Our incentive structure is also a risk to intellectual freedom (Barrett, 1998). We miss opportunities for discovery every time we’re pressured to conform to the prevailing wisdom rather than innovate and risk failure. Does the publication arms race create curious adventurers in the great unknown, or are we more like government contractors, racing to secure enough funding to support our laboratories?
These issues are deeply personal for me because my students, postdoctoral fellows, and younger colleagues face the same struggles and constraints. This is not the scientific culture I want to leave them with.
Before I make my next point, which focuses on the plight of young psychological scientists, I want it understood that I completely and unambiguously support efforts to tidy up our scientific practices. I am 100% in favor of having large, representative samples with sufficient power to test hypotheses. And I think published papers should include multiple studies (where possible) — preregistered of course — and those studies should replicate one another. These requirements are necessary for valid scientific practice. But these requirements, in the context of the publication arms race, further tighten the screws on our young scientists.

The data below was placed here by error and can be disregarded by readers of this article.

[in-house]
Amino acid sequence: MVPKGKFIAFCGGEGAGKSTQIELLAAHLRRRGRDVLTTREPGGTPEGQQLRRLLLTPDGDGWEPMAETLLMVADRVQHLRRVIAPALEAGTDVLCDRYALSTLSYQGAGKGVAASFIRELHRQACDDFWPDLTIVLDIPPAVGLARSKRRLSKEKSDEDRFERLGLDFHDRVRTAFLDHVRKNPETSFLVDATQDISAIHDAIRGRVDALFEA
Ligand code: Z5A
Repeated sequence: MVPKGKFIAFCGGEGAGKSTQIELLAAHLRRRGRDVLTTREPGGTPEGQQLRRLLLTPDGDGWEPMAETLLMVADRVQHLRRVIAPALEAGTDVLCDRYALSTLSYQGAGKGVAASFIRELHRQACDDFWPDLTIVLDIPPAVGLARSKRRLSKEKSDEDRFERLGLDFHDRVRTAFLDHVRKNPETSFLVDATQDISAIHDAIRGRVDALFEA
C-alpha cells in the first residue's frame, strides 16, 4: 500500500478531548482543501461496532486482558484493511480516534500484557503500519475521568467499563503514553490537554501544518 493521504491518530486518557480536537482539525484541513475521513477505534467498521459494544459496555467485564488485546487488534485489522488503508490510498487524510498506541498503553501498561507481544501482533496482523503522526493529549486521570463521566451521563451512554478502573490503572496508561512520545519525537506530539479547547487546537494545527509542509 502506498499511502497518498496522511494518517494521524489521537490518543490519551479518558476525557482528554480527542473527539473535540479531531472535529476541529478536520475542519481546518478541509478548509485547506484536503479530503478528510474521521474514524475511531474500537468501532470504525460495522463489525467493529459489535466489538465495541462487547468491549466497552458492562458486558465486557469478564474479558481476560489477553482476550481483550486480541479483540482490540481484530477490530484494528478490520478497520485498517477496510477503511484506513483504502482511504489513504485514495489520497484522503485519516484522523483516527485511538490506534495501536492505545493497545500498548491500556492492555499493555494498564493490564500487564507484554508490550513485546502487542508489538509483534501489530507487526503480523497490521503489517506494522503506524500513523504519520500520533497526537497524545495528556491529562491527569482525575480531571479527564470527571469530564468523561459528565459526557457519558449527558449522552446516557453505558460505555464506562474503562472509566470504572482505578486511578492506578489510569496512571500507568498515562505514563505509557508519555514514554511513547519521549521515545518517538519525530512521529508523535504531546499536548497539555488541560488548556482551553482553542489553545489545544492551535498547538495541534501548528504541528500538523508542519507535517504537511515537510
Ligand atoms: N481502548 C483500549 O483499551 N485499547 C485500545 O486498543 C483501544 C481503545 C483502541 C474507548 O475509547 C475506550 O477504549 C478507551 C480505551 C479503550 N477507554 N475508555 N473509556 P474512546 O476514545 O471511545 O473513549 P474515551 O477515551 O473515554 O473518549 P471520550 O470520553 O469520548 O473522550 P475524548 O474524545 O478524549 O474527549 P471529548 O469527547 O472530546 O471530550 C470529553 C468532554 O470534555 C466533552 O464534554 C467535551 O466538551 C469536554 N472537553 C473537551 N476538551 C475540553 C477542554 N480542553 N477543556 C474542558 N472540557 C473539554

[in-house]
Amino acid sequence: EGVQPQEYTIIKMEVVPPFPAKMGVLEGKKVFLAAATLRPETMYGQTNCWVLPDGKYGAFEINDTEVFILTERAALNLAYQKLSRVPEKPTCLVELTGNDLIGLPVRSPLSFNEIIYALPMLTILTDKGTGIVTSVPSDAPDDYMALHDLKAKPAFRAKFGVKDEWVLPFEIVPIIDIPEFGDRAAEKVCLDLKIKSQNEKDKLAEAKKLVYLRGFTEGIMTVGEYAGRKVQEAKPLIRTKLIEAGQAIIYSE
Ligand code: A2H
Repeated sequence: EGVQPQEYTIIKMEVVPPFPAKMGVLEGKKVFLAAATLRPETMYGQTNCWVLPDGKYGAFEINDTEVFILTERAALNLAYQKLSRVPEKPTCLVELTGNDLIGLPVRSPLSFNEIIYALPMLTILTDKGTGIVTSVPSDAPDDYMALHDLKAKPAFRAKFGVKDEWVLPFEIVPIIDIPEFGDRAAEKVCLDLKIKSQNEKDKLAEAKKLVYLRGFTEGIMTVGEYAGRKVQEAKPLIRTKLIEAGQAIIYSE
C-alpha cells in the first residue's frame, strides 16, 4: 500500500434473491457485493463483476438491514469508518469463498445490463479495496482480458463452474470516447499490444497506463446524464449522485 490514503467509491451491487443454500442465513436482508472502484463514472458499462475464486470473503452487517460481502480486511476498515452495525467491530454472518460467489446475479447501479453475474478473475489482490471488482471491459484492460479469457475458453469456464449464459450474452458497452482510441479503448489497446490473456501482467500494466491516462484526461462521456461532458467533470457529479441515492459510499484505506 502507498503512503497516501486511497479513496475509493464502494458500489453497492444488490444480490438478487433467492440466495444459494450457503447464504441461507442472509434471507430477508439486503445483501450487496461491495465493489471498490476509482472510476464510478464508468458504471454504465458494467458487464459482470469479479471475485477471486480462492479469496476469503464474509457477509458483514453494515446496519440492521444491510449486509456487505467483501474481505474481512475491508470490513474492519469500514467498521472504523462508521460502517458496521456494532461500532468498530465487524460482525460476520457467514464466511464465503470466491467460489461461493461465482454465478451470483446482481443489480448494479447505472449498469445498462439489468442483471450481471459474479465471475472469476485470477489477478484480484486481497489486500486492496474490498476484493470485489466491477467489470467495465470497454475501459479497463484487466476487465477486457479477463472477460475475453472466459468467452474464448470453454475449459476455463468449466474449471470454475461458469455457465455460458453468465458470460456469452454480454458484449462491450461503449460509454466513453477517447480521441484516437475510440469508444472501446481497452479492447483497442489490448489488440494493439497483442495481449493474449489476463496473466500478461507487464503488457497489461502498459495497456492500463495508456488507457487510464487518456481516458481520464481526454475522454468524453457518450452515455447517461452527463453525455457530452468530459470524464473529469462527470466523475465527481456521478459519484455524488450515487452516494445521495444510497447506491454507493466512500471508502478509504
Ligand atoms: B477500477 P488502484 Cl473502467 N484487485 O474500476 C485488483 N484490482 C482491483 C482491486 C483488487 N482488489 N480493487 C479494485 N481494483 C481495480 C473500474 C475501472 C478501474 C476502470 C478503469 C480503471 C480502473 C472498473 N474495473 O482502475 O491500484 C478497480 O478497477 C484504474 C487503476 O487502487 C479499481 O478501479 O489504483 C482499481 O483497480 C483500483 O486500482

Consider the freshly minted assistant professor, building her first lab: To command the respect of her peers and eventually earn tenure, she must do more than resist the lure of p-hacking together a bunch of low-n-studies to produce valid scientific results. She is expected to publish five to 10 papers a year, each of which should contain several studies of large, samples from countries not considered Western, educated, industrialized, rich, and democratic (WEIRD). Imagine the number of experiments she’d have to run to achieve this outcome — not to mention the hours designing tasks, managing students and staff, analyzing data, and so on. Think about how hard it is to secure sufficient grant funding for even a couple of innovative studies, particularly for someone at the start of her career.